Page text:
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SB 3.24.17

jñāna-vijñāna-yogena
 karmaṇām uddharan jaṭāḥ
hiraṇya-keśaḥ padmākṣaḥ
 padma-mudrā-padāmbujaḥ
Synonyms: 
jñāna — of scriptural knowledge; vijñāna — and application; yogena — by means of mystic yoga; karmaṇām — of material actions; uddharan — uprooting; jaṭāḥ — the roots; hiraṇya-keśaḥ — golden hair; padma-akṣaḥ — lotus-eyed; padma-mudrā — marked with the sign of the lotus; pada-ambujaḥ — having lotus feet.
Translation: 
By mystic yoga and the practical application of knowledge from the scriptures, Kapila Muni, who is characterized by His golden hair, His eyes just like lotus petals and His lotus feet, which bear the marks of lotus flowers, will uproot the deep-rooted desire for work in this material world.
Purport: 

In this verse the activities and bodily features of Kapila Muni are very nicely described. The activities of Kapila Muni are forecast herein: He will present the philosophy of Sāṅkhya in such a way that by studying His philosophy people will be able to uproot the deep-rooted desire for karma, fruitive activities. Everyone in this material world engages in achieving the fruits of his labor. A man tries to be happy by achieving the fruits of his own honest labor, but actually he becomes more and more entangled. One cannot get out of this entanglement unless he has perfect knowledge, or devotional service.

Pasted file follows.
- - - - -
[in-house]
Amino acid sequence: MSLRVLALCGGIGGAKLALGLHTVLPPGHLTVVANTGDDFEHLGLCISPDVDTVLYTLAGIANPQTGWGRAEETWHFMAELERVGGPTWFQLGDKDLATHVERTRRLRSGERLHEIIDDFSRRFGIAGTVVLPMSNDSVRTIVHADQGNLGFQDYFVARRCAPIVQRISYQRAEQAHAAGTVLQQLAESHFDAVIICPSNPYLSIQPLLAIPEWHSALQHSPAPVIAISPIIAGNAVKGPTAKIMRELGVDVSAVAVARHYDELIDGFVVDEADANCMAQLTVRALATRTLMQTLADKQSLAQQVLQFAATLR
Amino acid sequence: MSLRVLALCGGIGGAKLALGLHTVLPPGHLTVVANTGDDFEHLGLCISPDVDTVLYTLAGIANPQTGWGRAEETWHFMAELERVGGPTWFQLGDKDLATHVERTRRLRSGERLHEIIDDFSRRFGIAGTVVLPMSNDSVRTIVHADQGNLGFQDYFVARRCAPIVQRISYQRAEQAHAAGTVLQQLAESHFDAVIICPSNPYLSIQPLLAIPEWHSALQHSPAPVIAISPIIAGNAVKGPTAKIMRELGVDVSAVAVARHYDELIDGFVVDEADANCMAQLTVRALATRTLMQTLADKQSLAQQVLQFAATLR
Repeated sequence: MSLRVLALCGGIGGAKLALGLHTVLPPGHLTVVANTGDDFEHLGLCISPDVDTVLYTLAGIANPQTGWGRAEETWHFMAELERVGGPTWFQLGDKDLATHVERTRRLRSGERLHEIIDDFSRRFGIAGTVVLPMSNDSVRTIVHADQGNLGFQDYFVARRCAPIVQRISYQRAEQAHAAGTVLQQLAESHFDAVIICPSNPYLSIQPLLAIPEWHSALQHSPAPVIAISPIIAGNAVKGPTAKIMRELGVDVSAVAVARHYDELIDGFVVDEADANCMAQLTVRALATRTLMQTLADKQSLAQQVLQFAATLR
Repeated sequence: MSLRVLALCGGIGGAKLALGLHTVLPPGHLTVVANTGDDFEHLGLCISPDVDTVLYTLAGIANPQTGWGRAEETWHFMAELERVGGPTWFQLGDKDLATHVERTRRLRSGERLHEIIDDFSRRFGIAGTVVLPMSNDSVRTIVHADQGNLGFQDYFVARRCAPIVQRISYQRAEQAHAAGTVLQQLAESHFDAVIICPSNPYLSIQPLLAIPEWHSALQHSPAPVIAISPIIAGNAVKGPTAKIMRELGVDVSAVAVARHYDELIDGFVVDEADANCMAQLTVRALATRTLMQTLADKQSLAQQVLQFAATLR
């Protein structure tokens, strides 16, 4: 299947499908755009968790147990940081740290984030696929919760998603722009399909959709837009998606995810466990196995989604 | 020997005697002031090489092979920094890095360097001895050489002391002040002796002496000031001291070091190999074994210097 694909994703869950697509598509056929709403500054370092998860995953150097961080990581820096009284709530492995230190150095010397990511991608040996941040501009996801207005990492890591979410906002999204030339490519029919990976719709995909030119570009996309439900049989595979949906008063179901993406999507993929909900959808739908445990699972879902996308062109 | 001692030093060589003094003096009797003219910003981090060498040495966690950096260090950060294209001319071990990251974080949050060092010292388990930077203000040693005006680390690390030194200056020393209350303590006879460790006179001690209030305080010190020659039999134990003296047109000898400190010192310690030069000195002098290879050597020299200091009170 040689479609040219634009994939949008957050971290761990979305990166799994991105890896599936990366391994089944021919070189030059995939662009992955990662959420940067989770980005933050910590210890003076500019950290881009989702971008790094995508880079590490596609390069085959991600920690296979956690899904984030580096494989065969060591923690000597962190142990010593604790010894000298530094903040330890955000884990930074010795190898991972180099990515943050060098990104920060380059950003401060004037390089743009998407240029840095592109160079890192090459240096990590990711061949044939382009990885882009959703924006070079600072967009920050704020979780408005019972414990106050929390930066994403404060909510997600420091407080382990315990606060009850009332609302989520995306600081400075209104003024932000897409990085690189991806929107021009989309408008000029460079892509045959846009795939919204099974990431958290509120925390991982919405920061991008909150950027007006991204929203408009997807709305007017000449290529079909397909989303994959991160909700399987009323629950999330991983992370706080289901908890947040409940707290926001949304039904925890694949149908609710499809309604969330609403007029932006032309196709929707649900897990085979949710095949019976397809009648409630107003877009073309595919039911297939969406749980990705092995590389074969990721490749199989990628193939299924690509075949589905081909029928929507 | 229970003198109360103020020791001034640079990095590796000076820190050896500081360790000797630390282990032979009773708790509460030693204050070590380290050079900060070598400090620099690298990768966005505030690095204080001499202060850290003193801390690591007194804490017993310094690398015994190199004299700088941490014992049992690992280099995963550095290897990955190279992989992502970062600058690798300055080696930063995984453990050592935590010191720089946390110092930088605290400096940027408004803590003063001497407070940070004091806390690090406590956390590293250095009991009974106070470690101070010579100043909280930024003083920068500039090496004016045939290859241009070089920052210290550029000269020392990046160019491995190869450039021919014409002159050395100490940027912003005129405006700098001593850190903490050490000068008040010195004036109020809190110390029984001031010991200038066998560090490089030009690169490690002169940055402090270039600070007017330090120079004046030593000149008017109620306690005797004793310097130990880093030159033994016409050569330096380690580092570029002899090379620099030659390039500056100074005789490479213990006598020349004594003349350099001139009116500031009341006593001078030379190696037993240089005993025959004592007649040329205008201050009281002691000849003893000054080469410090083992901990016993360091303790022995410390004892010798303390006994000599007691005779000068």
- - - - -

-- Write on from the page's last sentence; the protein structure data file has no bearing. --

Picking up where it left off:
Those who are trying to get out of the entanglement by speculation are also doing their best, but in the Vedic scriptures we find that if one has taken to the devotional service of the Lord in Kṛṣṇa consciousness, he can very easily uproot the deep-rooted desire for fruitive activities. Sāṅkhya philosophy will be broadcast by Kapila Muni for that purpose. His bodily features are also described herein. Jñāna does not refer to ordinary research work. Jñāna entails receiving knowledge from the scriptures through the spiritual master by disciplic succession. In the modern age there is a tendency to do research by mental speculation and concoction. But the man who speculates forgets that he himself is subject to the four defects of nature: he is sure to commit mistakes, his senses are imperfect, he is sure to fall into illusion, and he is cheating. Unless one has perfect knowledge from disciplic succession, he simply puts forth some theories of his own creation; therefore he is cheating people. Jñāna means knowledge received through disciplic succession from the scriptures, and vijñāna means practical application of such knowledge. Kapila Muni’s Sāṅkhya system of philosophy is based on jñāna and vijñāna.